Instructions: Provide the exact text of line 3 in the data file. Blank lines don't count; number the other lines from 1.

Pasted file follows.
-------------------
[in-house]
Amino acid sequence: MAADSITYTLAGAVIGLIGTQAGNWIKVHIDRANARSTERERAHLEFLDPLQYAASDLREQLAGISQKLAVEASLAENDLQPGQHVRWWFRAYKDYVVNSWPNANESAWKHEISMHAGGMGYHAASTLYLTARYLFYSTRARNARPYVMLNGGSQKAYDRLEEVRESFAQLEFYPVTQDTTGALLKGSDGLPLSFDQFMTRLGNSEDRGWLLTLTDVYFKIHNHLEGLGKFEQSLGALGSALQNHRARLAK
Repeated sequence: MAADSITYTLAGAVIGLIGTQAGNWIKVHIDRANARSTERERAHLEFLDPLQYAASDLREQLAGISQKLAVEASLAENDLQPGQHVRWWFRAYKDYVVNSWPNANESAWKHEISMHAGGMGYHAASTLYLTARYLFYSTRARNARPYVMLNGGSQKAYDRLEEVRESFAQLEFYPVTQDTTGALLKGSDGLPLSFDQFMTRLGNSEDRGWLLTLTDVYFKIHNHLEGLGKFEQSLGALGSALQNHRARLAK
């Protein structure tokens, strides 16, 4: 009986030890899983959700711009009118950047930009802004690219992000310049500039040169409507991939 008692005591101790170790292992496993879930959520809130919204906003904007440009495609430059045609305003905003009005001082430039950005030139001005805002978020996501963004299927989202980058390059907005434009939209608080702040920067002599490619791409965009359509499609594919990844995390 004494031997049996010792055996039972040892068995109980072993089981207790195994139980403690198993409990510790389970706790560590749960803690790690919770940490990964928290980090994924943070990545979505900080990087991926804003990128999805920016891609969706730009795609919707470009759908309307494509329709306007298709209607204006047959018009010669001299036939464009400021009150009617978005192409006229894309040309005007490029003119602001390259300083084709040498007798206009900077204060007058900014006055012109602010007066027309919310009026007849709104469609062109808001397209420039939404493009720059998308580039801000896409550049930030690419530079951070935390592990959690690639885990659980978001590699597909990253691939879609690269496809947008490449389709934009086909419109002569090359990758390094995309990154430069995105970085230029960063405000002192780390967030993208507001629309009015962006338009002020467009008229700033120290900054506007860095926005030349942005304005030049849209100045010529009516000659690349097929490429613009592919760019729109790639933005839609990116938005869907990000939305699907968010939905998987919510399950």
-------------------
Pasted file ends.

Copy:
Repeated sequence: MAADSITYTLAGAVIGLIGTQAGNWIKVHIDRANARSTERERAHLEFLDPLQYAASDLREQLAGISQKLAVEASLAENDLQPGQHVRWWFRAYKDYVVNSWPNANESAWKHEISMHAGGMGYHAASTLYLTARYLFYSTRARNARPYVMLNGGSQKAYDRLEEVRESFAQLEFYPVTQDTTGALLKGSDGLPLSFDQFMTRLGNSEDRGWLLTLTDVYFKIHNHLEGLGKFEQSLGALGSALQNHRARLAK